|For an overview of all train stations in Fallout 76, see Appalachian train stations.|
Background[edit | edit source]
A part of the long-defunct network of train stations along the Red Line, the facility consists of a track-side platform and station building. Situated along the main thoroughfare of Interstate 59, the location provided ancillary services such as a staffed ticket sales counter and automated ticket machines before the Great War.
Layout[edit | edit source]
The name of the station is also written on the retaining wall between the building at the Bot-Stop along the interstate. Outside, a Pick-R-Up truck is parked in front of the station with protest signs in the bed. A banjo can be found sitting on a chair in front of the ice machine.
The station was subsequently commandeered and turned into a trading post by the Responders, one which their vendor bot can still be found. It has a weapons workbench in the corner across from the vendor bot, which is connected to one's stash. Both an ammunition vending machine, legendary exchange machine, and medical supplies vending machine can be found on the outside platform.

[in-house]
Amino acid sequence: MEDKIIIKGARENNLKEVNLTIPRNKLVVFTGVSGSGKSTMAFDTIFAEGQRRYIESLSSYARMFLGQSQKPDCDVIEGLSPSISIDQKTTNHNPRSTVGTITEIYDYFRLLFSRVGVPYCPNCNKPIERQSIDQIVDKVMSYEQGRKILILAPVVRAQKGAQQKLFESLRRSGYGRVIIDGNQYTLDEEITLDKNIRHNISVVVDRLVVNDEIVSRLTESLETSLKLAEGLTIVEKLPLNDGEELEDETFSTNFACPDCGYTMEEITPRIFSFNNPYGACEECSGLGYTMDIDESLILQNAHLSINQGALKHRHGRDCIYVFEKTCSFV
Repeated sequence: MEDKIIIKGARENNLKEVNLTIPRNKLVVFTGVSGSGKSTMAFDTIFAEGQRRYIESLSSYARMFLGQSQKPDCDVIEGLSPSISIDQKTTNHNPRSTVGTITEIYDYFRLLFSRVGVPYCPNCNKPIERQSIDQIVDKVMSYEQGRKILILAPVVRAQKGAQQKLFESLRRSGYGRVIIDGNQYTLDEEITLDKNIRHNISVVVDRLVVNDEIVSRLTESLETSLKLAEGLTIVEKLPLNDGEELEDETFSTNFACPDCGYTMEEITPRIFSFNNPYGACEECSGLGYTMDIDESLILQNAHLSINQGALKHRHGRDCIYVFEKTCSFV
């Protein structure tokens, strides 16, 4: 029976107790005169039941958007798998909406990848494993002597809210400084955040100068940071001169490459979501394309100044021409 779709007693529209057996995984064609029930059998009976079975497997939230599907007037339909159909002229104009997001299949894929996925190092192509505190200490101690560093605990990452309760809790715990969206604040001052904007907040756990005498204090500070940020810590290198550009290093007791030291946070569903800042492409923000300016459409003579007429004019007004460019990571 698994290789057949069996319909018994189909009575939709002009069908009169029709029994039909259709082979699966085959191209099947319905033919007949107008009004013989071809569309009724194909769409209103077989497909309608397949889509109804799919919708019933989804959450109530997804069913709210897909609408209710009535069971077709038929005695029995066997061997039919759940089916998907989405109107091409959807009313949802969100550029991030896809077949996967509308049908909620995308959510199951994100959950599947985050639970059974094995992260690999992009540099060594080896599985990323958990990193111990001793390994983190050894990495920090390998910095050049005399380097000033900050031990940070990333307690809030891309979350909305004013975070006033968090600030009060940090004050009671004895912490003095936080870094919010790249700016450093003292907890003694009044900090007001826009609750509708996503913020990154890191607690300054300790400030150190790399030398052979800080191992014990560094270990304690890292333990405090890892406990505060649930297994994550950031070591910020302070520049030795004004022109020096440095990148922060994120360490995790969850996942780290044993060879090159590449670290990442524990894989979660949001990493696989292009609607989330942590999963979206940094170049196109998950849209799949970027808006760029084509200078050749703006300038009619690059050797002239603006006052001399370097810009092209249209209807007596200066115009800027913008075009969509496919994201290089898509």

Appearances[edit | edit source]
Charleston Station appears only in Fallout 76.
Gallery[edit | edit source]
References[edit | edit source]
- Fallout 76 Vault Dweller's Survival Guide Atlas of Appalachia p. 337, Charleston Station:
"North of the main ruins of Charleston is the almost-untouched train station, which has a Vendor Bot and a My Stash Box to aid in your item management. Return here from your exploration of the capital to offload and retool."
- Fallout 76 Vault Dweller's Survival Guide Atlas of Appalachia p. 337, Charleston Trainyard:
"Between the power plant and river to the north and the rest of Charleston to the southeast is an abandoned railyard, with rusting railroad carriages and a large brick yard warehouse to explore. Use the gantry to reach the roof (and unloading area), as well as the three offices and an "open air" lounge. A bridge connects the roof to the road. Inside are two ground-floor offices (diagonally opposite) with rail tracks running through the structure and metal gantry huts above."